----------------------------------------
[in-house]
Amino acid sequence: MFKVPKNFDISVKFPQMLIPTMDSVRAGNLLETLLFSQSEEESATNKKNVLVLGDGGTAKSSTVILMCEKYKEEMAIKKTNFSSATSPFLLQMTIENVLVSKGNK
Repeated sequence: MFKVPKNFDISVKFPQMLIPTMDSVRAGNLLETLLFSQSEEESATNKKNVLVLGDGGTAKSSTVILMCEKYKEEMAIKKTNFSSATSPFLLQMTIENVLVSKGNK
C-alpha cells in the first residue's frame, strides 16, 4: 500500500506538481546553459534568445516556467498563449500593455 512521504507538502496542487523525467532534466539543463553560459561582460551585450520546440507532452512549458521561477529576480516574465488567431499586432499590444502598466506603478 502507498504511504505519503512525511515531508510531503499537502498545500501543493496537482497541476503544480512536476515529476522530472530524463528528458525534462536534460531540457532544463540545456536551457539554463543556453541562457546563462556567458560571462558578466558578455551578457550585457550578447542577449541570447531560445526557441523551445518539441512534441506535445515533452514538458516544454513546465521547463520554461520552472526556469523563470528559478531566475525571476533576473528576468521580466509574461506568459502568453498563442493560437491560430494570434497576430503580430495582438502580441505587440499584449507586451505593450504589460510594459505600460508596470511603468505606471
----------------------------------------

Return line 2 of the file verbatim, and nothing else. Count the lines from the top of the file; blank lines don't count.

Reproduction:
Amino acid sequence: MFKVPKNFDISVKFPQMLIPTMDSVRAGNLLETLLFSQSEEESATNKKNVLVLGDGGTAKSSTVILMCEKYKEEMAIKKTNFSSATSPFLLQMTIENVLVSKGNK